**Return to Pre-departure List**

 Country Specific Information:  Guatemala

GUATEMALA

Contact Information
Friends and family may place a direct-dial call to you during your time in Guatemala.  Before your departure, CGEE will provide you with direct-dial emergency numbers for the places you will be staying.  It is much less expensive to call from the United States to Central America than vice versa.  Most of the accommodations CGEE uses do not have phones in the rooms.  We recommend that for international calls, participants use their own cell phone or an AT&T, MCI, or Sprint calling card.
 
After-hours emergency cell phone carried by a Minneapolis staff member whenever programs are in progress: 612-817-2830

Center for Global Education and Experience at Augsburg University
Campus Box 307
2211 Riverside Avenue
Minneapolis Minnesota 55454 USA
Local: 612-330-1159
Fax: 612-330-1695
globaled@augsburg.edu

Travel Documents/Airport Requirements in Guatemala

The information below addresses entry requirements for U.S. citizens.  All others should check with a Guatemalan consulate for visa and entry requirements in your particular case.  CGEE will assist you in reviewing information, but the responsibility for obtaining and paying for proper documentation is your responsibility.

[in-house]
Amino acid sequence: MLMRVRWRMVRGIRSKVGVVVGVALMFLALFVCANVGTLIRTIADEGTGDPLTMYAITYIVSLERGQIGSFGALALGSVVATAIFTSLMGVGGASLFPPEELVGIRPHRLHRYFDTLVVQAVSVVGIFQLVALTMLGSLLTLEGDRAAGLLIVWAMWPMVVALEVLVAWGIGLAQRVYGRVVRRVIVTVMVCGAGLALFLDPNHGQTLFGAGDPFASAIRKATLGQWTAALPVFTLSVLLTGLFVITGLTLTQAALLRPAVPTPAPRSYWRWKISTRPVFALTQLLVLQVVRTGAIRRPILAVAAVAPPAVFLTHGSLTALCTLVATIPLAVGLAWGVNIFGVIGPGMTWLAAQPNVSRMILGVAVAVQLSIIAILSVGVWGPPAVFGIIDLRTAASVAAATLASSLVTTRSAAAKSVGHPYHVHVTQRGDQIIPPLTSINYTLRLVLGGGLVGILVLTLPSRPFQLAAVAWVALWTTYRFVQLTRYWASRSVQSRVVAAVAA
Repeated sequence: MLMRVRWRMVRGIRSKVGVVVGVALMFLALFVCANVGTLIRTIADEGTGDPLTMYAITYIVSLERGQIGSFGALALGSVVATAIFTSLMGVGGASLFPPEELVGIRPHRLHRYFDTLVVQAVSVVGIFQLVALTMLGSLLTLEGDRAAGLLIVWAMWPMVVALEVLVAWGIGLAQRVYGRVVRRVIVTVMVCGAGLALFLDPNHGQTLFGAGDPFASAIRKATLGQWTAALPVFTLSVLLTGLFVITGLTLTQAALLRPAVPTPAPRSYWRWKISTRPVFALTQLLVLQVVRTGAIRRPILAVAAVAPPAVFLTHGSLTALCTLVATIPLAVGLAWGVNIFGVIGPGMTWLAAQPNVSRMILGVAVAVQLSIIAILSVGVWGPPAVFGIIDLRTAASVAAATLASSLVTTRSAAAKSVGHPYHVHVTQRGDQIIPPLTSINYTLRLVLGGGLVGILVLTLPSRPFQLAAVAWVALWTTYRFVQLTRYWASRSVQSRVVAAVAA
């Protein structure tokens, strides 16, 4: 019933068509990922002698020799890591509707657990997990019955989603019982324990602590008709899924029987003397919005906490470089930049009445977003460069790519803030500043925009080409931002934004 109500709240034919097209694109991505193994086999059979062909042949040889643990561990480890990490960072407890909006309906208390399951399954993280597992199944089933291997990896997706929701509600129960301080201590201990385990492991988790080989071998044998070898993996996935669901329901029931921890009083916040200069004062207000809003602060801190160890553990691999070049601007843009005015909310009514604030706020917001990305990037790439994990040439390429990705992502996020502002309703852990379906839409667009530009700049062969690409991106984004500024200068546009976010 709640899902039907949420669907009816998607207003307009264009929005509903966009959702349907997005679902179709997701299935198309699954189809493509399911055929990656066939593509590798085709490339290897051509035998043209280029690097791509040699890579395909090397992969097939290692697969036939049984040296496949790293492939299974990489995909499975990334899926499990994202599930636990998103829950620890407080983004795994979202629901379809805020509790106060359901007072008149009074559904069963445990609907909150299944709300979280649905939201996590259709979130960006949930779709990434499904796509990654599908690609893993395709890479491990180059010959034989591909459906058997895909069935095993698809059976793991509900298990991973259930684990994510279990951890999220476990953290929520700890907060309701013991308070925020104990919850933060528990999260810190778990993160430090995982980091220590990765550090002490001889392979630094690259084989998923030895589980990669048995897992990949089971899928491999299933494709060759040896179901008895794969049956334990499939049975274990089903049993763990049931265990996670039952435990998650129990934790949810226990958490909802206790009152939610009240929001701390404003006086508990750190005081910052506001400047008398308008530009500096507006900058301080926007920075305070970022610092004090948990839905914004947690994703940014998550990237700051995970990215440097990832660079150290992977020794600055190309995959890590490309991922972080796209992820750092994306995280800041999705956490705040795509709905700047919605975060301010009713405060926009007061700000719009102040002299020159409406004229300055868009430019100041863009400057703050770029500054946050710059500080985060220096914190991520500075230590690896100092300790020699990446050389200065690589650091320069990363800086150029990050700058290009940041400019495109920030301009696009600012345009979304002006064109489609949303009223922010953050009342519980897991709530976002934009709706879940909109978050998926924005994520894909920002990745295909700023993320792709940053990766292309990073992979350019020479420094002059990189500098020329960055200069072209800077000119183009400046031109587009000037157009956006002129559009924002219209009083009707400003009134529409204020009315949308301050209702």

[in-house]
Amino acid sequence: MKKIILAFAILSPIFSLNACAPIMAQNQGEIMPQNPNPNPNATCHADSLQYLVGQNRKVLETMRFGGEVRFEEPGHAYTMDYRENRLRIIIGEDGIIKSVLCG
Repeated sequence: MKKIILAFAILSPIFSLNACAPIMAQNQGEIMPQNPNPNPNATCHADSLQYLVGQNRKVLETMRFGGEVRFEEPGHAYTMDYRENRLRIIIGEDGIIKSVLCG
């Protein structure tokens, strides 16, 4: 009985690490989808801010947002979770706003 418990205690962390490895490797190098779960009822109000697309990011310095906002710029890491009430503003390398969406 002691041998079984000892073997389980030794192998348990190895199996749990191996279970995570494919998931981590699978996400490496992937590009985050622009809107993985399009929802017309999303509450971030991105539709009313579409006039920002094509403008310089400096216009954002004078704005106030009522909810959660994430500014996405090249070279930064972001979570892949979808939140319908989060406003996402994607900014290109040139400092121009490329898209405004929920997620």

• Passport: Upon arrival to Guatemala, be sure to keep any documents inserted into your passport or given to you by immigration officials.  You will need to present them upon departure.
  • Visa Requirements: There are no special visa requirements for short-term stays in Guatemala for US citizens.  You will receive a tourist card/entry card in route or at the airport.  On this form, you should state that your reason for visiting Guatemala is “tourism.”  If you check that your purpose is to study, customs officials might mistakenly assume that you need a student visa.  The tourist/entry card is to be presented along with your passport to the immigration official upon arrival.